Taiwan says China’s military drills may simulate attack
Taiwan said Saturday that recent military drills from China appear to simulate an attack, the Associated Press reports.
Driving the news: Multiple Chinese warships and aircraft crossed into the Taiwan Strait earlier this week following Speaker of the House Nancy Pelosi’s visit to the self-governing island, which angered Beijing.
What’s happening: Taiwan’s armed forces issued an alert Saturday and made a number of moves in response to China’s recent drills, including dispatching air and naval patrols around the island and activating land-based missile systems, the Ministry of National Defense said, per AP.
- At least 20 Chinese aircraft and 14 ships were still conducting exercises near the Taiwan Strait, the ministry said.
The other side: China’s Ministry of Defense said Saturday that it was carrying out military drills as planned and “testing the capabilities” of land strikes and sea assault, per AP.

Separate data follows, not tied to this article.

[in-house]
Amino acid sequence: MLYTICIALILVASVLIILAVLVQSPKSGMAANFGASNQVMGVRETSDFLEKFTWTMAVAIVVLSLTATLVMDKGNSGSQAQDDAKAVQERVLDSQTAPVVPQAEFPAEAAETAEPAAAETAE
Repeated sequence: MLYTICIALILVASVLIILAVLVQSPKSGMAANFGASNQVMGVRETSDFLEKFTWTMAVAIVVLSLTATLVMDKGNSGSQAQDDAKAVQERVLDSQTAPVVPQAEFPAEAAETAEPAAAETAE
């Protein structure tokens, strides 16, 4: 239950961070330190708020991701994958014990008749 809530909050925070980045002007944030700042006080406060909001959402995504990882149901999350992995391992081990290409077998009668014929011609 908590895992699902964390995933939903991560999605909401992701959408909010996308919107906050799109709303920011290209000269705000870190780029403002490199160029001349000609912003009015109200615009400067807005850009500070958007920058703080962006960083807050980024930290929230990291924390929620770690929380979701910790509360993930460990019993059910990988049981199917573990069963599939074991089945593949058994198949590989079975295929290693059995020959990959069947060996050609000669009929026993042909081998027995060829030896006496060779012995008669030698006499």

State of play: After Pelosi visited Taiwan this week, China announced several days of live-fire drills — the largest Beijing has ever held in the Taiwan Strait, Reuters reports.
- China began the drills Thursday, firing ballistic missiles into waters just east of Taiwan. It was the first time China has done so since the 1996 Taiwan Strait crisis.
Threat level: Wang Ting-yu, a member of the Taiwanese parliament, told Axios that Taiwan would consider it an invasion if Chinese naval forces made their way into the island’s territorial waters.
- A Chinese military incursion within 10 miles of the self-governing island’s coast would trigger defensive protocols, Axios’ Bethany Allen-Ebrahimian reports.
- Taiwan does not « want to provoke any conflict, » Wang told Axios. But, he said, « whoever dares to invade our country, our home, we have our obligation to defend our home. »